Fairbairn donation means new lemurs at Durrell

| July 14, 2009
3 Ring-tailed lemurs

3 Ring-tailed lemursA generous donation made by Fairbairn Private Bank will allow Durrell to start a new breeding programme for the Trust’s endangered ring-tailed lemurs.

Fairbairn Private Bank currently adopts the bachelor group of ring-tailed lemurs who have lived at the Trust for many years. The recent arrival of two new females, the cost of which has been covered by Fairbairn Private Bank through the donation, has greatly excited the three existing males – brothers Digit, Fang and Hannibal.

The two females from Chester Zoo are five-year-old Morticia and three-year-old Muriel. Morticia has brought with her a four-month-old son, who has yet to be named. Having arrived at Durrell in mid May, the lemurs have now completed their four-week quarantine period and have recently been moved to the park’s main Lemur Wood enclosure. In this large natural wooded area, they are in the process of being mixed with Durrell’s existing three male ring-tailed lemurs and a family of three red-fronted brown lemurs, who are also new to the Trust.

2 Ring-tailed lemursSenior Keeper at Durrell, Tim Wright, “From the moment they were first mixed, they have been eagerly watching each other. Life will probably not be quite so relaxed for the three brothers from now on, as female ring-tailed lemurs are very much the dominant gender of the species. It is hoped that, given time, they will breed.”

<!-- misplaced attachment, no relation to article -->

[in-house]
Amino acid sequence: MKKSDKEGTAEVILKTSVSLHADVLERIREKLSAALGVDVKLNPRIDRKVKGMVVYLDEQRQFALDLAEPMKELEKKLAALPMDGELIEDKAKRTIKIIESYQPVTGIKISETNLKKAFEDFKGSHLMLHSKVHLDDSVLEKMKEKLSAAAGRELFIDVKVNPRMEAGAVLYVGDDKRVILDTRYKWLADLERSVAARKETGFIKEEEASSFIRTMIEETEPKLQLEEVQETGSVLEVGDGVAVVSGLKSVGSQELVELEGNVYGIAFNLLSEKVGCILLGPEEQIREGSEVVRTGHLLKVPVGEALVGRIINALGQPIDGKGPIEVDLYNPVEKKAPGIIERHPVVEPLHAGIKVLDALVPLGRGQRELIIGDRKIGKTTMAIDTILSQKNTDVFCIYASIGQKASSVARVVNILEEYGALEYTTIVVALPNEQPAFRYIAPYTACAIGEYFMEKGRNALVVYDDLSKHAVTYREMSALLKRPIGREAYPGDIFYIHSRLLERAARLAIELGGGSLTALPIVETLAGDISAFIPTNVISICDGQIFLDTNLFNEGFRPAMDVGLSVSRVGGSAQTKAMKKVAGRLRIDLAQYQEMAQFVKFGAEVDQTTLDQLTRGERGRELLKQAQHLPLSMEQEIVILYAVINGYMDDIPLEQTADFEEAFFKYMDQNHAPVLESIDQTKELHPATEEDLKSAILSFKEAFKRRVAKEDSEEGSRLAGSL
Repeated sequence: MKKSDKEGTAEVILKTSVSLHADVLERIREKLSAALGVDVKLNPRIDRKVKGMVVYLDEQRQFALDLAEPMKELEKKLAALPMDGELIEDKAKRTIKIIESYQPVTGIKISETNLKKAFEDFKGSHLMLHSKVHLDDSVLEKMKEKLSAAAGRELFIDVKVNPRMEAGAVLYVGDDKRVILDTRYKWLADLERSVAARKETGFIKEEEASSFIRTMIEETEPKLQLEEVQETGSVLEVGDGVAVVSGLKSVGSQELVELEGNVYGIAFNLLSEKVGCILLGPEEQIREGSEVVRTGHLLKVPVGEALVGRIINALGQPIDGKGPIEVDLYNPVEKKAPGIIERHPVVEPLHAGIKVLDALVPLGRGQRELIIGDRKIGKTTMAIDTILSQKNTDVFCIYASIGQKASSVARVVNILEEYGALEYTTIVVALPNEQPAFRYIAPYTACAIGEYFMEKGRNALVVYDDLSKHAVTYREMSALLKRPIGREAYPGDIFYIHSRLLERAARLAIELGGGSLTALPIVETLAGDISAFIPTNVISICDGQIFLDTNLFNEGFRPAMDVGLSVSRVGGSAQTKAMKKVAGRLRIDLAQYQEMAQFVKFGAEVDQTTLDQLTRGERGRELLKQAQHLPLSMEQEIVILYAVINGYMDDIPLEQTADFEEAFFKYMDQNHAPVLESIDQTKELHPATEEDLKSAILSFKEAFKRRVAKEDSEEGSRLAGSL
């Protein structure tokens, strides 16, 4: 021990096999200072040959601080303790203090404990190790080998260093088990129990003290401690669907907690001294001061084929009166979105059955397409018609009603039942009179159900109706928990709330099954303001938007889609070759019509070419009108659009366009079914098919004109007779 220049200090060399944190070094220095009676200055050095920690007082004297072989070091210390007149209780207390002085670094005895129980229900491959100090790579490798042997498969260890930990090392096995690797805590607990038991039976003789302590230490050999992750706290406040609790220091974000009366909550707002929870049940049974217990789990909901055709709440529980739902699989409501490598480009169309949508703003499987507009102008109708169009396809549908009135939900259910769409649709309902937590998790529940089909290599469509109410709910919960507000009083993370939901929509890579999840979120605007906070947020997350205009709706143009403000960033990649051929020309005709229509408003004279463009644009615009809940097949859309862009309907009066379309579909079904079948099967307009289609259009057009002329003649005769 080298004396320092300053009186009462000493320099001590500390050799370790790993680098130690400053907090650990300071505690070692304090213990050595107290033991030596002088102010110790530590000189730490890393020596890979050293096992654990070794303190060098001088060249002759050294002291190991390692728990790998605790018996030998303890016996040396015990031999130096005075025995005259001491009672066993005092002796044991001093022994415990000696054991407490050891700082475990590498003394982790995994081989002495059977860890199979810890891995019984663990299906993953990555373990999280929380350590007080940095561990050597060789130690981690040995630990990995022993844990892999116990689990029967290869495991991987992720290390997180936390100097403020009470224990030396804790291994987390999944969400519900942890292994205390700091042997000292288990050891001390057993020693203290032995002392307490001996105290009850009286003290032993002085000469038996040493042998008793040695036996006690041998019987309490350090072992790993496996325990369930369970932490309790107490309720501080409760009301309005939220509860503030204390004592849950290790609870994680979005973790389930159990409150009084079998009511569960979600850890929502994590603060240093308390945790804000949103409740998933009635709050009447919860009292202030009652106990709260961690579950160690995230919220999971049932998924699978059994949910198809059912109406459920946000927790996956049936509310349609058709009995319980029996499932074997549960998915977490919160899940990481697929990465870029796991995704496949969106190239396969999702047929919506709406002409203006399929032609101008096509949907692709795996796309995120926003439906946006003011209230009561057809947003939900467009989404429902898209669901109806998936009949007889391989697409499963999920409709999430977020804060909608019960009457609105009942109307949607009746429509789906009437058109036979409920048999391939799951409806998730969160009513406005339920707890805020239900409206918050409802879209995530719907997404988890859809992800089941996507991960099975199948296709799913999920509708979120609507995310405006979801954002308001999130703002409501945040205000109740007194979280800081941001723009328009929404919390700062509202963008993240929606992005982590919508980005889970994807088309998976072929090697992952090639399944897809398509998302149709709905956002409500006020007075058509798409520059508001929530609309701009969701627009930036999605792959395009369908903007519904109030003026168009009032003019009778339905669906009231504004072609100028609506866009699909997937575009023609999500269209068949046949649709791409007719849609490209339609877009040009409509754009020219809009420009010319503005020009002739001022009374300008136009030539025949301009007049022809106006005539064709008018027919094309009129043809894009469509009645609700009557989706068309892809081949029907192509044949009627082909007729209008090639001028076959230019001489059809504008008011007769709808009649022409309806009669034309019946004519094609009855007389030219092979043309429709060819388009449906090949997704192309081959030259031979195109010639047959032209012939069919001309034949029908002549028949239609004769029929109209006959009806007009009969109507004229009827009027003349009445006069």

Durrell has been working with this endangered lemur since 1964 and has bred a total of 38 ring-tailed lemurs between 1974 and 1993. Following the great success of Durrell’s breeding programme, a non-breeding bachelor group were kept at the headquarters for around 15 years. However, Fairbairn Private Bank’s kind donation has enabled the breeding effort to resume, in order that Durrell can contribute to the captive population once more.

Baby Ring-tailed lemurDavid Stearn, head of private banking at Fairbairn Private Bank, said “We are delighted to support the breeding programme for the ring-tailed lemurs at Durrell’s headquarters. These programmes are vital in the education required to increase the sustainability of species in their home environment which is threatened, often by human activity.” He continued, “Durrell has kindly allowed the staff at Fairbairn Private Bank to suggest names for the baby lemur and we are all very eager to discover which name will be selected.”

Later this year, Durrell’s group of six ring-tailed lemurs and family of three red-fronted brown lemurs will be moving to a brand new purpose-built lemur enclosure in the renovated Walled Garden. The entire area is being transformed in order to showcase Durrell’s conservation work in the highly threatened dry forests of Madagascar.

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Category: Finance & Business, Isle of Man

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